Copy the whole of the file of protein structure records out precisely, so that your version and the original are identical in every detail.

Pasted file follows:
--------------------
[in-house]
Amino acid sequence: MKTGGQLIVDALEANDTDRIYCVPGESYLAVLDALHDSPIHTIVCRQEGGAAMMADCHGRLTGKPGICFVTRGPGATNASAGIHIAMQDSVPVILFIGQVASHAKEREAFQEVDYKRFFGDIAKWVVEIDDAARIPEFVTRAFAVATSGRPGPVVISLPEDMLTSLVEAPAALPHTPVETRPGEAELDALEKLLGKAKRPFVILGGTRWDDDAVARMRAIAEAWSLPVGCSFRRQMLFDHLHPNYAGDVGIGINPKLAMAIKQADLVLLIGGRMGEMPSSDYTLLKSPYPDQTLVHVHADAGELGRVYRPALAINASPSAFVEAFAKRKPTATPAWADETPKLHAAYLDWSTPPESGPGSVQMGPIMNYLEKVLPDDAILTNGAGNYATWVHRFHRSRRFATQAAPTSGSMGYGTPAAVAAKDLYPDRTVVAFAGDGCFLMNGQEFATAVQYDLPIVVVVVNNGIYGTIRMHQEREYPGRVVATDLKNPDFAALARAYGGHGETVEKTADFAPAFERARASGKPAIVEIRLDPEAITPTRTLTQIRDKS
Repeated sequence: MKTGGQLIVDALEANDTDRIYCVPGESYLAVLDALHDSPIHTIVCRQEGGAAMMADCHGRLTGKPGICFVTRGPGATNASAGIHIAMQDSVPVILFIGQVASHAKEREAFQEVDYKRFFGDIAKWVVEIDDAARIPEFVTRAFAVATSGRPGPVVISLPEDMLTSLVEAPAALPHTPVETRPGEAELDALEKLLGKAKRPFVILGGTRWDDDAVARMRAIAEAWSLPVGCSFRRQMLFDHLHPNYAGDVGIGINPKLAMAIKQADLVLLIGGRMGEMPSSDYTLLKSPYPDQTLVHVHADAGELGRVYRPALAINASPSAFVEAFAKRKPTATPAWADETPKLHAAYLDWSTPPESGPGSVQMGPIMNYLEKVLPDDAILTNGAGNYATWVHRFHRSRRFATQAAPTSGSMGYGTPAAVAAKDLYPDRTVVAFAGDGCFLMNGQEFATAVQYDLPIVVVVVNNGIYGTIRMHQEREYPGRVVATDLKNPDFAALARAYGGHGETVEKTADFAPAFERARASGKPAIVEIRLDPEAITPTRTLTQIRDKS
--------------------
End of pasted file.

[in-house]
Amino acid sequence: MKTGGQLIVDALEANDTDRIYCVPGESYLAVLDALHDSPIHTIVCRQEGGAAMMADCHGRLTGKPGICFVTRGPGATNASAGIHIAMQDSVPVILFIGQVASHAKEREAFQEVDYKRFFGDIAKWVVEIDDAARIPEFVTRAFAVATSGRPGPVVISLPEDMLTSLVEAPAALPHTPVETRPGEAELDALEKLLGKAKRPFVILGGTRWDDDAVARMRAIAEAWSLPVGCSFRRQMLFDHLHPNYAGDVGIGINPKLAMAIKQADLVLLIGGRMGEMPSSDYTLLKSPYPDQTLVHVHADAGELGRVYRPALAINASPSAFVEAFAKRKPTATPAWADETPKLHAAYLDWSTPPESGPGSVQMGPIMNYLEKVLPDDAILTNGAGNYATWVHRFHRSRRFATQAAPTSGSMGYGTPAAVAAKDLYPDRTVVAFAGDGCFLMNGQEFATAVQYDLPIVVVVVNNGIYGTIRMHQEREYPGRVVATDLKNPDFAALARAYGGHGETVEKTADFAPAFERARASGKPAIVEIRLDPEAITPTRTLTQIRDKS
Repeated sequence: MKTGGQLIVDALEANDTDRIYCVPGESYLAVLDALHDSPIHTIVCRQEGGAAMMADCHGRLTGKPGICFVTRGPGATNASAGIHIAMQDSVPVILFIGQVASHAKEREAFQEVDYKRFFGDIAKWVVEIDDAARIPEFVTRAFAVATSGRPGPVVISLPEDMLTSLVEAPAALPHTPVETRPGEAELDALEKLLGKAKRPFVILGGTRWDDDAVARMRAIAEAWSLPVGCSFRRQMLFDHLHPNYAGDVGIGINPKLAMAIKQADLVLLIGGRMGEMPSSDYTLLKSPYPDQTLVHVHADAGELGRVYRPALAINASPSAFVEAFAKRKPTATPAWADETPKLHAAYLDWSTPPESGPGSVQMGPIMNYLEKVLPDDAILTNGAGNYATWVHRFHRSRRFATQAAPTSGSMGYGTPAAVAAKDLYPDRTVVAFAGDGCFLMNGQEFATAVQYDLPIVVVVVNNGIYGTIRMHQEREYPGRVVATDLKNPDFAALARAYGGHGETVEKTADFAPAFERARASGKPAIVEIRLDPEAITPTRTLTQIRDKS